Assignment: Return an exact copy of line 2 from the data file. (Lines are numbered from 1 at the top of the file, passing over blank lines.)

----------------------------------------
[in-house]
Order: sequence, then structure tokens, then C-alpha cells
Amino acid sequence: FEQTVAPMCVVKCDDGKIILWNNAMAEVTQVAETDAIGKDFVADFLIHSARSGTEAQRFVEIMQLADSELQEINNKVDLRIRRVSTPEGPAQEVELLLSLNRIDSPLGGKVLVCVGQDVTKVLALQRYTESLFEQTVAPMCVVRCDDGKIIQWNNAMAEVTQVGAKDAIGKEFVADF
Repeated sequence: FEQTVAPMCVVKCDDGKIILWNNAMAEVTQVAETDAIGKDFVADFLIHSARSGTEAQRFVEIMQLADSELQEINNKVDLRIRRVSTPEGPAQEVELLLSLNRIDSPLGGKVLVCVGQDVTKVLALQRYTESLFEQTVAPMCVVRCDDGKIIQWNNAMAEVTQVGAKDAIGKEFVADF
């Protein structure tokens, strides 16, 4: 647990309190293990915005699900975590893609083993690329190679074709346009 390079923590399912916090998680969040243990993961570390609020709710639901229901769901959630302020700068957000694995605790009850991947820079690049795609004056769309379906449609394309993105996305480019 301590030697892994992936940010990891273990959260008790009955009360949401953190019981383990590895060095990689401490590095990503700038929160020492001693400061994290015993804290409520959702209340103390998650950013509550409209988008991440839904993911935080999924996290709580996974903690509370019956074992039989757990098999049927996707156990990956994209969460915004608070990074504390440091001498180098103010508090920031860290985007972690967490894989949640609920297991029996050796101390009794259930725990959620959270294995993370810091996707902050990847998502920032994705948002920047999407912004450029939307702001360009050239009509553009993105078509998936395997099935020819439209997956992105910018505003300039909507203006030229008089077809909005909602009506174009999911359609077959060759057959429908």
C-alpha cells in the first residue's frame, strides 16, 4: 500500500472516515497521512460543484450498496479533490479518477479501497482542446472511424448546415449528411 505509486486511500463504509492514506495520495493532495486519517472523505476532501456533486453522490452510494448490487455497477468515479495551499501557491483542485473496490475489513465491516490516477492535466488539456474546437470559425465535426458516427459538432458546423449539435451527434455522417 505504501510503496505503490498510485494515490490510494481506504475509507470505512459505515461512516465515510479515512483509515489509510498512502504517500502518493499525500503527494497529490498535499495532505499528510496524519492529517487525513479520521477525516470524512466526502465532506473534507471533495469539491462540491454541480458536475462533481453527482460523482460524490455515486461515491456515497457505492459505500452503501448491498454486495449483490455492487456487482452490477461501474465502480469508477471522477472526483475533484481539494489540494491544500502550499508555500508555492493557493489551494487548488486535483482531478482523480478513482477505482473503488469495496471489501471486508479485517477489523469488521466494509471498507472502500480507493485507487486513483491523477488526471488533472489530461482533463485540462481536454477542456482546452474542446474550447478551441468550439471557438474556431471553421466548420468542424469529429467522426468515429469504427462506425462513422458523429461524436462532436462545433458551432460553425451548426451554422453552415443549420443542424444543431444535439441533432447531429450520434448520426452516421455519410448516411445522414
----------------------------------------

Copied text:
Order: sequence, then structure tokens, then C-alpha cells